Gray's Anatomy

I just started working on this little painting. The working title is "Gray Ladies." It's a little different from previous work in that it's a little more industrial. I like the shape and how the shadows give the building depth. It's almost monochromatic.

I'll update this once it's completed.

Standing on the Shoulders of Giants

I look at a lot of pictures of grain elevators. I have found that Google searches of "grain elevator" brings the most results, with "country elevator" coming in a distant second. "Canada grain elevator" pulls in some of the most beautiful offerings, and "Montana grain elevator" is also a good choice. I can switch out Montana for Iowa or Indiana and still have a worthy selection.

All of these searches have opened up to me a parts of histories that would have otherwise been overlooked -- by me, anyway. I've learned a bit about the importance of the grain elevators, the uses for these prairie giants, and the continued need for them. Even the many of them that are no longer in use fill a void. Like misplaced lighthouses, they continue to be a beacon of existence in otherwise empty fields.

I have just finished this small painting. It is one of my favorites. I like that these stoic buildings seem to be mingling with each other. It's called "Cluster."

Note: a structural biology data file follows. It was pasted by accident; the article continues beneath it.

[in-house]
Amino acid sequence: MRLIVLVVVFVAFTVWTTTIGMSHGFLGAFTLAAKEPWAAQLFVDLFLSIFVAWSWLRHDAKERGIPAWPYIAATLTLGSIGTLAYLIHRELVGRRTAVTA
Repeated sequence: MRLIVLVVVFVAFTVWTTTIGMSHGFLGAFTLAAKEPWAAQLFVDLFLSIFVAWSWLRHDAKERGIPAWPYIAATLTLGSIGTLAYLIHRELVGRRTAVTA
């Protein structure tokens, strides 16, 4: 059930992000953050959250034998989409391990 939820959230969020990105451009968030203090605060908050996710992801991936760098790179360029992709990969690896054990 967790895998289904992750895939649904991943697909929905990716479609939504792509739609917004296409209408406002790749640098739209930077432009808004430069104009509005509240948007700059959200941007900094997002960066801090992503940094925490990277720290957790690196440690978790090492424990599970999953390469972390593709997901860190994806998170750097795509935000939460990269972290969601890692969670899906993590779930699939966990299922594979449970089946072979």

I have my own shop on Etsy (tatestreet is the name of my shop). I have recently discovered a photographer who has her own shop and her work is stunning. For those of us who lust over photos of abandoned utilitarian buildings, her work is like romance.

Here is the link to her shop. Check it out:

This painting has sold!

Seeing is Believing

As I finished this painting, one of my kids said "I really wish it would snow." I found her comment odd because, up until then, this painting, in my mind, was of a sun-bleached grain elevator. It was not of a snow-covered field, but of a an arid, parched land. Not a chill in the air, but a white-hot stillness that surrendered little relief, even in the shade.

I call this one 'Grain Elevator 8.' No particular reason, except that I've done so many grain elevators, I'm losing track. It is the latest in my experimentation with suggested architecture, where edges become part of the background and foreground.

I'd like to do an entire collection in this style. Hope you like it.